What everyone missed about Pope Francis’ comment on gays

It’s become the pope quote heard around the world.

“If someone is gay and he searches for the Lord and has good will, who am I to judge?”

When Pope Francis uttered these words after World Youth Day, the media exploded. Liberals claimed that with one sentence the pope had overturned the Catholic Church’s teaching on homosexuality. Conservatives reached for the catechism, pointing out that the Holy Father had simply called for compassion, not any change of doctrine.

Nobody really talked about what the pope actually said. If someone is gay, he said, and searches for the Lord and has goodwill.

Actually, let’s break that down even more:

If someone is gay and searches for the Lord.

In fact, let’s pare that down as well:

If someone searches for the Lord.

There are volumes of theology, years of prayer, and and a monumental struggle against the self in that sentence. Because when anyone, gay or straight, sets out in search of Jesus Christ, they are not only not to be judged, they are to be praised and admired.

I’m not talking about a liberal search for transcendence, which is usually a yoga class or hippie vision quest and always seem to result in the same thing, i.e. the validation of the prejudices and narcissism of those partaking. Furthermore, many liberal elites don’t even have the basic good will that Pope Francis referred to as a requisite for acceptance; trashing Christianity is just too valuable a tool to gain and maintain status in their social circles, and to actually read Chesterton, or C.S. Lewis, with an open mind and heart would be a betrayal of their own secular faith. Bill Maher will never be bothered to read Mere Christianity. So if good will is required, you can instantly eliminate about half the population.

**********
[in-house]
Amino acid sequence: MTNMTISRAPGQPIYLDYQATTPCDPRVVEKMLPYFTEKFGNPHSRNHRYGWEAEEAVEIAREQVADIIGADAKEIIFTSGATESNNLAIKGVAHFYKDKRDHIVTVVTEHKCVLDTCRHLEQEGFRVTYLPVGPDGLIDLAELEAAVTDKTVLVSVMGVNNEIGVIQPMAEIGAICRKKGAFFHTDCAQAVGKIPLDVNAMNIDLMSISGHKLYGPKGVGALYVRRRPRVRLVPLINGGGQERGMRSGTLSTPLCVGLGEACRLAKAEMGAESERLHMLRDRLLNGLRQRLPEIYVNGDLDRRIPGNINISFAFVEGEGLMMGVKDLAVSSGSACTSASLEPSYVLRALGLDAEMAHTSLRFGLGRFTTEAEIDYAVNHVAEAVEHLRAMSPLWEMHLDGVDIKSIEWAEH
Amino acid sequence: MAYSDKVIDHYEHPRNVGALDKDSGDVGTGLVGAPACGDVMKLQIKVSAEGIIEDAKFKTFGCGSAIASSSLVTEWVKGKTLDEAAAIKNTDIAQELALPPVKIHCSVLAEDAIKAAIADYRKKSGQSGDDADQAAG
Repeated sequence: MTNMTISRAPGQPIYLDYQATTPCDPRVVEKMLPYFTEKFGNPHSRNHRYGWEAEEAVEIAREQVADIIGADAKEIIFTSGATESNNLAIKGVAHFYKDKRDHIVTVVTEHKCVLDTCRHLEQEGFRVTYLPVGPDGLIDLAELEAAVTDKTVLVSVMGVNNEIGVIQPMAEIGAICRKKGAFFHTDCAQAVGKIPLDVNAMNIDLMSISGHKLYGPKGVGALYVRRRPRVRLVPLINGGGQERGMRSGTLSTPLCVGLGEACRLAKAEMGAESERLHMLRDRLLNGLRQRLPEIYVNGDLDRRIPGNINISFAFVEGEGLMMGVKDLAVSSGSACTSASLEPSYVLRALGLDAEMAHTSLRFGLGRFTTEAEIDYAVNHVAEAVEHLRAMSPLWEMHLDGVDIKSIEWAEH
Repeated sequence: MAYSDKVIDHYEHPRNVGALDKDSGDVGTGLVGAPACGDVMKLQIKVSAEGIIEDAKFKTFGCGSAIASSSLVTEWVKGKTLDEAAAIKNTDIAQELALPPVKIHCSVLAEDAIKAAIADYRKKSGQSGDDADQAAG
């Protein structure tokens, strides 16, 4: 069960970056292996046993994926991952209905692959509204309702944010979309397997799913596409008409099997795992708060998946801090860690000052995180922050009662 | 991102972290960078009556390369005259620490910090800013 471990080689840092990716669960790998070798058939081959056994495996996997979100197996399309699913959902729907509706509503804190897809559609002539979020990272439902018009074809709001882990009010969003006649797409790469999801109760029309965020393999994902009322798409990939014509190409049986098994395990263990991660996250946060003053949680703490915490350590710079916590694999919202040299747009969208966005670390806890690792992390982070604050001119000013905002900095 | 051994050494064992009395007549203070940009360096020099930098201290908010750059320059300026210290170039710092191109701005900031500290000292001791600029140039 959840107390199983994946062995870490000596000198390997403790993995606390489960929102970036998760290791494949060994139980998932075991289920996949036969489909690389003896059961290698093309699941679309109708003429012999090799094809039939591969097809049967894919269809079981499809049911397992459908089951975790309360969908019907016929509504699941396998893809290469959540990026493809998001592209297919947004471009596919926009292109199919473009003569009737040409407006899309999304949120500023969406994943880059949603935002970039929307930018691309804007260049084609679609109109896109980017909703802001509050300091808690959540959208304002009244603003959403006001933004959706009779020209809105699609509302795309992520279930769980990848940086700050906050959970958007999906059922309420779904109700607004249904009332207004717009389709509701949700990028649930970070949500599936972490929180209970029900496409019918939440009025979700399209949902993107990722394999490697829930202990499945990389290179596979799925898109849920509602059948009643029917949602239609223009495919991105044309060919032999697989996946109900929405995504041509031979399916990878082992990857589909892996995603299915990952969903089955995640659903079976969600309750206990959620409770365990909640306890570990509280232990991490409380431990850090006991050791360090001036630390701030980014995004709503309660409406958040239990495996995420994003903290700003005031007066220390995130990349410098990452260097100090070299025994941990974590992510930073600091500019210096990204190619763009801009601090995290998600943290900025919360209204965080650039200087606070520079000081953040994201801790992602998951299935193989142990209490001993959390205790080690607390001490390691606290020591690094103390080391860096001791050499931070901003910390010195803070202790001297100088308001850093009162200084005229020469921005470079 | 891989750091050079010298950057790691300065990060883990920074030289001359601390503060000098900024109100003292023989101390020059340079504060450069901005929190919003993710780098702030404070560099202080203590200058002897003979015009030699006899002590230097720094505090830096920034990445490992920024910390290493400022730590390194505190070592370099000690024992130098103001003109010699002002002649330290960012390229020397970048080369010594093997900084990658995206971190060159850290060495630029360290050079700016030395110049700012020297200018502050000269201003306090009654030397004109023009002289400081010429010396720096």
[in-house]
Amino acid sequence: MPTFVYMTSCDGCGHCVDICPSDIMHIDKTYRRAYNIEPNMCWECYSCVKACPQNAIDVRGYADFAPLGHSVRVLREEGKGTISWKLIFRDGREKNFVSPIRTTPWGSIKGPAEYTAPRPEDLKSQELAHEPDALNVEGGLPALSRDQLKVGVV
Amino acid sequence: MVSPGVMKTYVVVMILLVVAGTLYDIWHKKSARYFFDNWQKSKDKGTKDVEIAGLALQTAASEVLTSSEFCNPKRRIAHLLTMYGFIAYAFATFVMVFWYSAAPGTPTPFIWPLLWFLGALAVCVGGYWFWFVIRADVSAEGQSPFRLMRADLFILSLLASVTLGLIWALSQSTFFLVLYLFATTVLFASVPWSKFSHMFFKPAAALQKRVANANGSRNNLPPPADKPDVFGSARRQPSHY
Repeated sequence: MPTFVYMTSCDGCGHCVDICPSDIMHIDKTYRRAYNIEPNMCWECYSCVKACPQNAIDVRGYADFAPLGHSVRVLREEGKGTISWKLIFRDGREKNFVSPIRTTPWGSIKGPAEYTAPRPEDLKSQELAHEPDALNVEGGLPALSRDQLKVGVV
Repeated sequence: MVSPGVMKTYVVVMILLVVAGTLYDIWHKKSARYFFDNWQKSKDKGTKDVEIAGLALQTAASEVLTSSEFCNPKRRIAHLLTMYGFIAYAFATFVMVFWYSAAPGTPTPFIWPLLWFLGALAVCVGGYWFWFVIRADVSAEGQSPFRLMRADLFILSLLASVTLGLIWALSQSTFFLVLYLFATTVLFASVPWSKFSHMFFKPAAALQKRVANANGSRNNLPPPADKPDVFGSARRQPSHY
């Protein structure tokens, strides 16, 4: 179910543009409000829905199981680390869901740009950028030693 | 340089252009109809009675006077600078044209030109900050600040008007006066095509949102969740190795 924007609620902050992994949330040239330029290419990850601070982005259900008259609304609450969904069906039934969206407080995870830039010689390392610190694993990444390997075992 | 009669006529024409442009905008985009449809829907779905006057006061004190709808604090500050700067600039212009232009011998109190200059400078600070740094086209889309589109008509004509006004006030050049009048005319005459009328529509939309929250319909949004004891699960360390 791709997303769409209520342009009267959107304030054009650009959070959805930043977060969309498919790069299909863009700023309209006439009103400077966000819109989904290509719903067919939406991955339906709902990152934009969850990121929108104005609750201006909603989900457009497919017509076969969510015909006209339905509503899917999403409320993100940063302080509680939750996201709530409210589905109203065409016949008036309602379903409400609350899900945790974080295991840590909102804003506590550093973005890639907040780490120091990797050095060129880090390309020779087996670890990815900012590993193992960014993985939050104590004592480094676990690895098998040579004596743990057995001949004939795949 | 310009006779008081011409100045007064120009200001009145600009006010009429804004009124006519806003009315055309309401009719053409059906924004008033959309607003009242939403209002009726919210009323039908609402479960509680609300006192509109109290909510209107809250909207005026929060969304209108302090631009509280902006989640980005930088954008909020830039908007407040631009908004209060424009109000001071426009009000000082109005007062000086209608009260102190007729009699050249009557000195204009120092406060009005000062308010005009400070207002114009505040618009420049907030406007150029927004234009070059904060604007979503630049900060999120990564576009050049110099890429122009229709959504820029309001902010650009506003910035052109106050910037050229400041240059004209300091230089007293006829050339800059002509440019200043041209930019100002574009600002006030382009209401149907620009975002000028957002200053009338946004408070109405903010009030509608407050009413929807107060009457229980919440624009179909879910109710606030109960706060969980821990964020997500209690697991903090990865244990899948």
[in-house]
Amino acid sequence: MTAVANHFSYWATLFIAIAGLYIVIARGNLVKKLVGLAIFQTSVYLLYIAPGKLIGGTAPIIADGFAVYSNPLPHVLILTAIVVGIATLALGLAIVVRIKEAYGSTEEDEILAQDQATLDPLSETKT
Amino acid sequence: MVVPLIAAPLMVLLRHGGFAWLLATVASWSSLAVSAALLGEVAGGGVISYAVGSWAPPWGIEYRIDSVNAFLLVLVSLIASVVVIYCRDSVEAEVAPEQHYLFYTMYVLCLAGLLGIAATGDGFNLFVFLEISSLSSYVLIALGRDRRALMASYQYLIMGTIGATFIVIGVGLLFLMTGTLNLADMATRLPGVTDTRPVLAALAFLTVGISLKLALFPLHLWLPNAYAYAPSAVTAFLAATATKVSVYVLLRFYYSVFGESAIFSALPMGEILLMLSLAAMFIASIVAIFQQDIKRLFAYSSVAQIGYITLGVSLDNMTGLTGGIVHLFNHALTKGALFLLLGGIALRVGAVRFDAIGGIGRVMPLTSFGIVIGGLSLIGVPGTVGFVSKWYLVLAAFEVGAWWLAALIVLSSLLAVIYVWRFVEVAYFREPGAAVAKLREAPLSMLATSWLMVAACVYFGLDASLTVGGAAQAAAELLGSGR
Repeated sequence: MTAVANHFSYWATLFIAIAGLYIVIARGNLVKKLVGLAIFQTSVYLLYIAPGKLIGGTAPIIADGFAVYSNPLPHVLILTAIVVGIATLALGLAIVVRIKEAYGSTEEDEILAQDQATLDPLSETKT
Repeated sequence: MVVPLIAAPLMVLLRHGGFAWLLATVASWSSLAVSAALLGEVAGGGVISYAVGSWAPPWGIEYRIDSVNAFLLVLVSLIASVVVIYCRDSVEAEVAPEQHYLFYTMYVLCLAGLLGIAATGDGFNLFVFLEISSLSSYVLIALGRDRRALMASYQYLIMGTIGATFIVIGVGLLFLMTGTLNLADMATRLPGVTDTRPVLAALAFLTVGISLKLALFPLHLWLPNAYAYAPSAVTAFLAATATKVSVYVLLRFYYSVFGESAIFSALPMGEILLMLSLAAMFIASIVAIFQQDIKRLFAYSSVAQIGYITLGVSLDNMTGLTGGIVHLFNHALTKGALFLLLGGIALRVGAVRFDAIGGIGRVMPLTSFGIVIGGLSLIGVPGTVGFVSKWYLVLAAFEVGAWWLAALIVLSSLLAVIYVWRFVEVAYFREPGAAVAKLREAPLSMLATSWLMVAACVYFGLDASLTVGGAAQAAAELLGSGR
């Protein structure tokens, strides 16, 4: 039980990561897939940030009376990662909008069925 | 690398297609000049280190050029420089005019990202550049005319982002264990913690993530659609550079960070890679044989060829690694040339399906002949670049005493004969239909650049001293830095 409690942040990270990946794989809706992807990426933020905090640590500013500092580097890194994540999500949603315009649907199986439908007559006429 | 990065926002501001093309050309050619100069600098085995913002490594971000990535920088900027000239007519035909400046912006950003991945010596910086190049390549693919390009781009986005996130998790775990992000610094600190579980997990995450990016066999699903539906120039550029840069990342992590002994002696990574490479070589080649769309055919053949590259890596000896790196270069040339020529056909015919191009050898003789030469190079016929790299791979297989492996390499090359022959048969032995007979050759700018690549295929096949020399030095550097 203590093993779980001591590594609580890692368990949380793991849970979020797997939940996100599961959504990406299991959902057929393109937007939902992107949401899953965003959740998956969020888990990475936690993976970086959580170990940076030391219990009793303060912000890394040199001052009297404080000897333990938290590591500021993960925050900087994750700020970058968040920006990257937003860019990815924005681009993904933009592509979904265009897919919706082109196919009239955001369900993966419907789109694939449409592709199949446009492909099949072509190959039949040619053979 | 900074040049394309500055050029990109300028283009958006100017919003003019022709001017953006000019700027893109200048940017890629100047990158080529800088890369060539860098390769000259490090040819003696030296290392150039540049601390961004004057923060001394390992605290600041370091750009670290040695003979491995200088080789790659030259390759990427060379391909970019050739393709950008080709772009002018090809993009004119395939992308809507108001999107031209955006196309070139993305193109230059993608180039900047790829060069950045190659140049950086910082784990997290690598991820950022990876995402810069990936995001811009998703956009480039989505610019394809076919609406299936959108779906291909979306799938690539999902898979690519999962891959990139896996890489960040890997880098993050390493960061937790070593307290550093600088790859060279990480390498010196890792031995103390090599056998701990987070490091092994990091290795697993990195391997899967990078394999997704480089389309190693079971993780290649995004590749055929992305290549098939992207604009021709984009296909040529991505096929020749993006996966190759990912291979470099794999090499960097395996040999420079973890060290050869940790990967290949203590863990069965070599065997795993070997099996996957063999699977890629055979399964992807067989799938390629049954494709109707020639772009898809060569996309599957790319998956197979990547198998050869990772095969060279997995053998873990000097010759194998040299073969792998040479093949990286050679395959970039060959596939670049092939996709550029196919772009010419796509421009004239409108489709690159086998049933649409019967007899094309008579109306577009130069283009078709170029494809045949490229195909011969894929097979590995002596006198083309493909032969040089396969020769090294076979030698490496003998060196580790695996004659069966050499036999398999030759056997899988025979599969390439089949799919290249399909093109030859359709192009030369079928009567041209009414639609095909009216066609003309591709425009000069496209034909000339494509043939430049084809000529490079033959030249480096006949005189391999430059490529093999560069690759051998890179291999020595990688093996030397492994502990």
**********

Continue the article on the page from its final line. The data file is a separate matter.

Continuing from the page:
But the search for the Lord is also not, in my view, an evangelical born-again shot of love either. I don’t fully trust a conversion where in a matter of seconds a man goes from Anthony Weiner to Kirk Cameron. Such conversions are real, and the Holy Spirit may indeed be involved in many of them, but it tends to leave the believer in the platonic state of Forrest Gump: The Bible said it, I believe it, and that settles it.

No, the real quest to get to know Jesus is a journey that takes years, and once you think you’ve reached him you find there are greater depths — and depths beneath those depths. My own journey began over two decades ago, when began to ask the questions that are part of every human life. How did the universe come into being? What is consciousness? What happens when we die? Love is a tangible thing, a force that can take over your entire person. What is it, what is its purpose, and where does it come from?